Fink, Simon / Krapohl, Sebastian (2010): Assessing the Impact of Regional Integration: Do regional trade institutions shape global trade patterns? (Paper prepared for the ECPR Joint Sessions 2010)


The Diffusion of Privatization

In my postdoc-project at the graduate school „Markets and Social Systems in Europe“, University of Bamberg, I return to some open questions of the last privatization project (see below), but with a new theoretical and methodological perspective. The rapid spread of privatization policies suggests that diffusion mechanisms were driving the process. However, which diffusion mechanisms in particular – emulation, learning, competition – are driving the process is still an open question. I try to answer the question using quantitative diffusion models, and testing diffusion hypotheses against alternative hypotheses. Furthermore, I try to advance diffusion theory by taking into account national factors that interact with diffusion pressures.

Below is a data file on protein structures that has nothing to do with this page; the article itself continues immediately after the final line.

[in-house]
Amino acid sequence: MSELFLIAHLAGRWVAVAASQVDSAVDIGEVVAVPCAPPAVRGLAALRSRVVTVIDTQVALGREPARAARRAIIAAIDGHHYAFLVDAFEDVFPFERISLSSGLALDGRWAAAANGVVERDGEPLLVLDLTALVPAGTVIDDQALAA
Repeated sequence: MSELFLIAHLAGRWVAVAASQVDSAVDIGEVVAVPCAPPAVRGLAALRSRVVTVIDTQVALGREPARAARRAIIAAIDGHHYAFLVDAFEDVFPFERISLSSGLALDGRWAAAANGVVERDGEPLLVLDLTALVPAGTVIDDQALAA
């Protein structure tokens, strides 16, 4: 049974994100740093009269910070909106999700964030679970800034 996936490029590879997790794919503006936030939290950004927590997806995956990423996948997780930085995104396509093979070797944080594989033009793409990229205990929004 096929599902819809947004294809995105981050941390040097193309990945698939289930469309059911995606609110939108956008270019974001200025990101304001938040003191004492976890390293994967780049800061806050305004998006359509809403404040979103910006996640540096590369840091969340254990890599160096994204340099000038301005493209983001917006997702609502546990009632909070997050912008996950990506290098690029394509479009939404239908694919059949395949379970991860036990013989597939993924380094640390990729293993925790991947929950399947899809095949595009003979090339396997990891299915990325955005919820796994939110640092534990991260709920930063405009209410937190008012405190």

Fink, S. (2017). Varieties of capitalism and privatization in a globalized world. How trade integration shapes the relation between type of capitalism and privatization. Comparative European Politics, forthcoming.  (Abstract) (data)

Fink, S. (2013). Policy Convergence with or without the European Union: The Interaction of Policy Success, EU Membership and Policy Convergence. Journal of Common Market Studies, 51(4), 631-648. (Abstract)

Fink, S. (2013). When I find myself in times of trouble…The conditional effect of international organizations on policy convergence. European Journal of Political Research, 52(5), 630-659. (early view) (replication data)